EBOOK; 386 P. DELACORTE, 2009 SOURCE: PURCHASED
Fans of Louise Fitzhugh’s iconic Harriet the Spy will welcome 11-year-old sleuth Flavia de Luce, the heroine of Canadian journalist Bradley’s rollicking debut. In an early 1950s English village, Flavia is preoccupied with retaliating against her lofty older sisters when a rude, redheaded stranger arrives to confront her eccentric father, a philatelic devotee. Equally adept at quoting 18th-century works, listening at keyholes and picking locks, Flavia learns that her father, Colonel de Luce, may be involved in the suicide of his long-ago schoolmaster and the theft of a priceless stamp. The sudden expiration of the stranger in a cucumber bed, wacky village characters with ties to the schoolmaster, and a sharp inspector with doubts about the colonel and his enterprising young detective daughter mean complications for Flavia and enormous fun for the reader.
Alan Bradley’s Flavia de Luce series has been making rounds in the blogosphere for the past five years or so, but still it wasn’t until last year that I really heard about the series for the first time. The Finnish translation of the first book in the series, The Sweetness at the Bottom of the Pie, hit the book shops and the first reviews all seemed to be more or less positive. As part of the promotion campaign, Alan Bradley visited Finland during the Helsinki Book Fair in October 2014, and now, about a year after the first book was released in Finnish, the translation of the third book is coming out. All in all, Alan Bradley seems to have taken the Finnish readers by storm. But despite the positive reviews, I haven’t really been actively seeking out the first book. Thus, I decided to add it to my 20 Books of Summer TBR to push myself to get on with it.
The Sweetness at the Bottom of the Pie begins with a regular day in the de Luce residence – an emotionally distant single father who focuses more on his own hobbies than his three daughters, and a slow-building state of war between the oldest, Ophelia, and the youngest, Flavia. But Flavia is no ordinary 11-year-old girl as she has inherited her uncle’s passion for chemistry, with a special interest in poisons. The everyday monotony of the household is, however, broken by a surprise visit from her father’s old acquaintance, whom Flavia then discovers the next morning lying in the garden, dead. Everything about the man seems to be a mystery, but Flavia has an inkling that it has something to do with the dead jack spine that was found holding a small postage stamp on its beak. Flavia decides to solve the mystery, because it seems that the past has come back to haunt the de Luce family.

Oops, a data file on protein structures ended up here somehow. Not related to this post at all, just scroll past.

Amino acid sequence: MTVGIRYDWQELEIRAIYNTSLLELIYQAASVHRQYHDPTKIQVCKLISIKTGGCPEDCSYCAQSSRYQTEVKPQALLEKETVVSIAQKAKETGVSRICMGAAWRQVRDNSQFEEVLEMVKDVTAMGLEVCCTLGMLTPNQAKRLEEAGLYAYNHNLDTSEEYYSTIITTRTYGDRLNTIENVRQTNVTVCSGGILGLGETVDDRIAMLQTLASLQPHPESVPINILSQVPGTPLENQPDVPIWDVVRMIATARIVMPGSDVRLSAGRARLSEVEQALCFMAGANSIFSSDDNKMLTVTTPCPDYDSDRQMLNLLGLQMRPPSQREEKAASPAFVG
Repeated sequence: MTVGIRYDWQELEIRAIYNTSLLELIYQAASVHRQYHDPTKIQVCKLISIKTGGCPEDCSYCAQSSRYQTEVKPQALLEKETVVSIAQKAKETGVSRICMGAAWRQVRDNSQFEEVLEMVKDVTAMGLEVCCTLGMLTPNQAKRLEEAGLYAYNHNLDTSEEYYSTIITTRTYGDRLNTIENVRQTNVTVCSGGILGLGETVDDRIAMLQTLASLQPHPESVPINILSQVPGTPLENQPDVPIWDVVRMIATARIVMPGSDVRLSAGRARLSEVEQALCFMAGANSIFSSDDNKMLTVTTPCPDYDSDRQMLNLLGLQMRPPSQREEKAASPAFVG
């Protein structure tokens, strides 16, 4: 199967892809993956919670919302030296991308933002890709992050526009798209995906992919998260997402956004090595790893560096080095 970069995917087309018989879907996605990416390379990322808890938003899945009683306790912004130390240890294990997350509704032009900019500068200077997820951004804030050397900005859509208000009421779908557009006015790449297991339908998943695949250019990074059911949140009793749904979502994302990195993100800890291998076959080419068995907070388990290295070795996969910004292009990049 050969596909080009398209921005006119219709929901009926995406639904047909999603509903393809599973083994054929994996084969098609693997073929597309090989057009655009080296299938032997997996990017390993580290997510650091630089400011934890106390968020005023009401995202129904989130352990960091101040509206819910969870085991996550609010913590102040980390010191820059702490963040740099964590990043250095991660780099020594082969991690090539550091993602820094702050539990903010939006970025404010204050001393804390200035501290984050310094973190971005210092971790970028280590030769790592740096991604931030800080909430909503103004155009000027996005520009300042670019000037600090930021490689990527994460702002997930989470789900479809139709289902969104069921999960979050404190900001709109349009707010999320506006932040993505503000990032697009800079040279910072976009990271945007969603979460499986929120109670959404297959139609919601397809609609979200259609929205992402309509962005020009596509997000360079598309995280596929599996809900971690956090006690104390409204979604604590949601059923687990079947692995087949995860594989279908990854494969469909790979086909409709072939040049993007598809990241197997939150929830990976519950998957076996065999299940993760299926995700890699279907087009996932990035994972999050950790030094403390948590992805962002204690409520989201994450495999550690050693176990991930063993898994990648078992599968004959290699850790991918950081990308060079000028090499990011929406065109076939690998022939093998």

The Sweetness at the Bottom of the Pie is a monster of a title, but at the same time it is delightfully vague enough to intrigue the reader. Alan Bradley has certainly taken his lessons from The Queen of Crime, Agatha Christie, whose novels feature similarly fascinating titles, such as N or M?, They Do It with Mirrors, and 4:50 from Paddington. The intriguing title of the novel also comes to reflect the slightly quirky and quaint style of the novel. The book is a mystery novel spun from strange, but unassumingly homely incidences that only the main character, Flavia, seems to observe. This presents yet another similarity to Ms. Christie, who with her Miss Marple series epitomised the traditional British country-house mystery. But instead of an elderly woman, the detective is a headstrong 11-year-old. As a character Flavia is curious and observant, but also a tad selfish and self-involved – an element that, in my opinion, made her come to life. However, I found some of her quirks and her way of talking very unrealistic. For one, I couldn’t imagine a 11-year-old proclaiming someone to be “a man after my heart” spontaneously. Another aspect of the novel that had me second-guessing was the time period. Having jumped into the book without reading the back, it took me several pages before I could place the novel in time – and even them my guess was about 30 years off. As an outsider, it is hard to say whether Bradley’s description of English countryside in the 1950s is accurate, but it sometimes felt like I was looking at a sepia-coloured photograph instead of the one in full colour. It just felt too quaint.
Nevertheless, there are also many great things in The Sweetness of at the Bottom of the Pie. For a debut novel, it is well-crafted leaving room for imagination as well as further development of both characters and surroundings. I also think that for a first book in a series it stood well on its own. Bradley’s writing creates the lovely atmosphere of the story, with alternating intensity points and good hooks, and makes the story flow. It’s perhaps too much to compare Bradley against Christie, but I still wished that the book would have balanced the quaintness of the story with something truly gritty. To reach four stars, the book would have needed more than just atmosphere.
I would, however, recommend The Sweetness at the Bottom of the Pie to readers looking for a cosy autumn mystery with quirky characters, unconventional family relations, and a bit of school mystery. Plus it’s always refreshing to read about female characters who take interest in “unconventional topics”, such as chemistry and sciences!